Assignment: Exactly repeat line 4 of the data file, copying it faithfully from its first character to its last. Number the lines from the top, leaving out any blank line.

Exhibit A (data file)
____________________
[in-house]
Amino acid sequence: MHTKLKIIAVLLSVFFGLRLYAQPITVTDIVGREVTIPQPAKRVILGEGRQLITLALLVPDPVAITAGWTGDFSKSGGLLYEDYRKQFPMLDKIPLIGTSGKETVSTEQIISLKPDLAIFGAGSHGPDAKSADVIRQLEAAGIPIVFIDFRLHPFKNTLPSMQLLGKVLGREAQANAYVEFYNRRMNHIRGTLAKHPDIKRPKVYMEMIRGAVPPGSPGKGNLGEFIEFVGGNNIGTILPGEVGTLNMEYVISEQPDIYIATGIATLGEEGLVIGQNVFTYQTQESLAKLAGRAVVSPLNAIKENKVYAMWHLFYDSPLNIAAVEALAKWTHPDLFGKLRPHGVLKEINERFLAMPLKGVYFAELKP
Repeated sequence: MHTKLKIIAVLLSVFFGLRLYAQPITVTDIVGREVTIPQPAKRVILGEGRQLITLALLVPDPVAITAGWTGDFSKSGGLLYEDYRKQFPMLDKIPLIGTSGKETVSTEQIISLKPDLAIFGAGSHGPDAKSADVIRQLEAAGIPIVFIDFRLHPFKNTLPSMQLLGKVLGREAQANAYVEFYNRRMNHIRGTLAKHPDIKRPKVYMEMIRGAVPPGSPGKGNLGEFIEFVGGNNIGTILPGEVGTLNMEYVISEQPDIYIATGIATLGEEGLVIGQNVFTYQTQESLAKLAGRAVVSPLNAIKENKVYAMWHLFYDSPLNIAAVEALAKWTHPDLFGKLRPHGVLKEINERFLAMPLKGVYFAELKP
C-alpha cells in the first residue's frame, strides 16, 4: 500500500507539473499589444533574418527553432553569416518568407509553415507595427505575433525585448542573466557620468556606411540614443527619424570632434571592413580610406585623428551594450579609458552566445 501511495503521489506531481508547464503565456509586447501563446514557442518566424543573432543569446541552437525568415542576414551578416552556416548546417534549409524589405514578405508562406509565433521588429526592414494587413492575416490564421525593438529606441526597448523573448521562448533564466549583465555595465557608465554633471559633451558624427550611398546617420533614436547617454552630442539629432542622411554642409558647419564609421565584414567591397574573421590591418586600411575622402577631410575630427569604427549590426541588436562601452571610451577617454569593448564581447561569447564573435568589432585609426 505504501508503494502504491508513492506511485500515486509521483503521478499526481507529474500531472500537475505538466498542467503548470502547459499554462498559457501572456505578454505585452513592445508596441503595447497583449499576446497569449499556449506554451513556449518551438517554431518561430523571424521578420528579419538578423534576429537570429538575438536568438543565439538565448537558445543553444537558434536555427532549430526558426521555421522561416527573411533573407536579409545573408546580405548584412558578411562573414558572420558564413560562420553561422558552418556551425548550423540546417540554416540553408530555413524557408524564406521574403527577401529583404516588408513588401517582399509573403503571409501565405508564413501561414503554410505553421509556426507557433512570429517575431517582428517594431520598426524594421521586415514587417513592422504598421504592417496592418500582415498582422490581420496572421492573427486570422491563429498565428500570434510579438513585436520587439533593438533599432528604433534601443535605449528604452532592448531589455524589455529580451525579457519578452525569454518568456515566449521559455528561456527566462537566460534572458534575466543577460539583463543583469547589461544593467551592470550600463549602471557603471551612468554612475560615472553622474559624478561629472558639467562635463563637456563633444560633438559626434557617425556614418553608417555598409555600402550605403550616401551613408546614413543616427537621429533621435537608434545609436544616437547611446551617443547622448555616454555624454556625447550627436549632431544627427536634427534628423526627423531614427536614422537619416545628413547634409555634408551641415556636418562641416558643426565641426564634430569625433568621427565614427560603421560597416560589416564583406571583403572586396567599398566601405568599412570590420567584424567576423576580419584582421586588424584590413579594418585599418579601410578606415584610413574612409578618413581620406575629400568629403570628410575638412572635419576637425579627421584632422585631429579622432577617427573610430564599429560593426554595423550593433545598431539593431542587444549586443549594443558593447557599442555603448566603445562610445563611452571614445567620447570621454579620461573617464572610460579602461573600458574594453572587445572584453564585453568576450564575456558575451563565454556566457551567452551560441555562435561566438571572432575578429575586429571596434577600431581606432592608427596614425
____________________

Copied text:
C-alpha cells in the first residue's frame, strides 16, 4: 500500500507539473499589444533574418527553432553569416518568407509553415507595427505575433525585448542573466557620468556606411540614443527619424570632434571592413580610406585623428551594450579609458552566445 501511495503521489506531481508547464503565456509586447501563446514557442518566424543573432543569446541552437525568415542576414551578416552556416548546417534549409524589405514578405508562406509565433521588429526592414494587413492575416490564421525593438529606441526597448523573448521562448533564466549583465555595465557608465554633471559633451558624427550611398546617420533614436547617454552630442539629432542622411554642409558647419564609421565584414567591397574573421590591418586600411575622402577631410575630427569604427549590426541588436562601452571610451577617454569593448564581447561569447564573435568589432585609426 505504501508503494502504491508513492506511485500515486509521483503521478499526481507529474500531472500537475505538466498542467503548470502547459499554462498559457501572456505578454505585452513592445508596441503595447497583449499576446497569449499556449506554451513556449518551438517554431518561430523571424521578420528579419538578423534576429537570429538575438536568438543565439538565448537558445543553444537558434536555427532549430526558426521555421522561416527573411533573407536579409545573408546580405548584412558578411562573414558572420558564413560562420553561422558552418556551425548550423540546417540554416540553408530555413524557408524564406521574403527577401529583404516588408513588401517582399509573403503571409501565405508564413501561414503554410505553421509556426507557433512570429517575431517582428517594431520598426524594421521586415514587417513592422504598421504592417496592418500582415498582422490581420496572421492573427486570422491563429498565428500570434510579438513585436520587439533593438533599432528604433534601443535605449528604452532592448531589455524589455529580451525579457519578452525569454518568456515566449521559455528561456527566462537566460534572458534575466543577460539583463543583469547589461544593467551592470550600463549602471557603471551612468554612475560615472553622474559624478561629472558639467562635463563637456563633444560633438559626434557617425556614418553608417555598409555600402550605403550616401551613408546614413543616427537621429533621435537608434545609436544616437547611446551617443547622448555616454555624454556625447550627436549632431544627427536634427534628423526627423531614427536614422537619416545628413547634409555634408551641415556636418562641416558643426565641426564634430569625433568621427565614427560603421560597416560589416564583406571583403572586396567599398566601405568599412570590420567584424567576423576580419584582421586588424584590413579594418585599418579601410578606415584610413574612409578618413581620406575629400568629403570628410575638412572635419576637425579627421584632422585631429579622432577617427573610430564599429560593426554595423550593433545598431539593431542587444549586443549594443558593447557599442555603448566603445562610445563611452571614445567620447570621454579620461573617464572610460579602461573600458574594453572587445572584453564585453568576450564575456558575451563565454556566457551567452551560441555562435561566438571572432575578429575586429571596434577600431581606432592608427596614425